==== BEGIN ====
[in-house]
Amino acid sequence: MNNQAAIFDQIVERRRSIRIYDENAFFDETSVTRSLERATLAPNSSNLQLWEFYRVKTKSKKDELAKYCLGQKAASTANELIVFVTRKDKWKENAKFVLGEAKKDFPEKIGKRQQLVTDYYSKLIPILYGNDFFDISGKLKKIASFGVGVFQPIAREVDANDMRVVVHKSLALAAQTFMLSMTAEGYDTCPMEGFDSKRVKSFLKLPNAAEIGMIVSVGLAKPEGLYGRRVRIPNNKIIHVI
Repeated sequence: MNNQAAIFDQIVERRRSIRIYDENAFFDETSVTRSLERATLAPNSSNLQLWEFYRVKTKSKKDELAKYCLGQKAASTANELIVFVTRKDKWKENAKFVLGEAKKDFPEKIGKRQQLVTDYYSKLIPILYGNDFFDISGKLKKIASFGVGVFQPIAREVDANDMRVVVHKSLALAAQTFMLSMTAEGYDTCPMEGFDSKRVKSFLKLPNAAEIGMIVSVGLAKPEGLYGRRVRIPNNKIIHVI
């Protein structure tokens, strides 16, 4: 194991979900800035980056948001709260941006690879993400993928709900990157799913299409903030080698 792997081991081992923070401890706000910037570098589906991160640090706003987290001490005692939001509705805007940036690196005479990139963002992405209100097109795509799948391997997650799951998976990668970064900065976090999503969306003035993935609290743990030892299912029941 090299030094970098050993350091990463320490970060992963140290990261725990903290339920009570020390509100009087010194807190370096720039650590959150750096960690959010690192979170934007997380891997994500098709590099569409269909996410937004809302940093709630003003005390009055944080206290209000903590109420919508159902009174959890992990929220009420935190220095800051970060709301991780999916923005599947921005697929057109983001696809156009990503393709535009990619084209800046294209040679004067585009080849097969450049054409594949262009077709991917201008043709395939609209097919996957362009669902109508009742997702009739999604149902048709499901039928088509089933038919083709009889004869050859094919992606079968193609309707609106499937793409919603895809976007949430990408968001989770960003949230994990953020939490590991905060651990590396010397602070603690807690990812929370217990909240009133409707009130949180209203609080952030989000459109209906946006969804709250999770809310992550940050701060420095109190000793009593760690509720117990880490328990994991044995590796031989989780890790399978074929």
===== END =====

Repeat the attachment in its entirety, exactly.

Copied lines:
[in-house]
Amino acid sequence: MNNQAAIFDQIVERRRSIRIYDENAFFDETSVTRSLERATLAPNSSNLQLWEFYRVKTKSKKDELAKYCLGQKAASTANELIVFVTRKDKWKENAKFVLGEAKKDFPEKIGKRQQLVTDYYSKLIPILYGNDFFDISGKLKKIASFGVGVFQPIAREVDANDMRVVVHKSLALAAQTFMLSMTAEGYDTCPMEGFDSKRVKSFLKLPNAAEIGMIVSVGLAKPEGLYGRRVRIPNNKIIHVI
Repeated sequence: MNNQAAIFDQIVERRRSIRIYDENAFFDETSVTRSLERATLAPNSSNLQLWEFYRVKTKSKKDELAKYCLGQKAASTANELIVFVTRKDKWKENAKFVLGEAKKDFPEKIGKRQQLVTDYYSKLIPILYGNDFFDISGKLKKIASFGVGVFQPIAREVDANDMRVVVHKSLALAAQTFMLSMTAEGYDTCPMEGFDSKRVKSFLKLPNAAEIGMIVSVGLAKPEGLYGRRVRIPNNKIIHVI
């Protein structure tokens, strides 16, 4: 194991979900800035980056948001709260941006690879993400993928709900990157799913299409903030080698 792997081991081992923070401890706000910037570098589906991160640090706003987290001490005692939001509705805007940036690196005479990139963002992405209100097109795509799948391997997650799951998976990668970064900065976090999503969306003035993935609290743990030892299912029941 090299030094970098050993350091990463320490970060992963140290990261725990903290339920009570020390509100009087010194807190370096720039650590959150750096960690959010690192979170934007997380891997994500098709590099569409269909996410937004809302940093709630003003005390009055944080206290209000903590109420919508159902009174959890992990929220009420935190220095800051970060709301991780999916923005599947921005697929057109983001696809156009990503393709535009990619084209800046294209040679004067585009080849097969450049054409594949262009077709991917201008043709395939609209097919996957362009669902109508009742997702009739999604149902048709499901039928088509089933038919083709009889004869050859094919992606079968193609309707609106499937793409919603895809976007949430990408968001989770960003949230994990953020939490590991905060651990590396010397602070603690807690990812929370217990909240009133409707009130949180209203609080952030989000459109209906946006969804709250999770809310992550940050701060420095109190000793009593760690509720117990880490328990994991044995590796031989989780890790399978074929």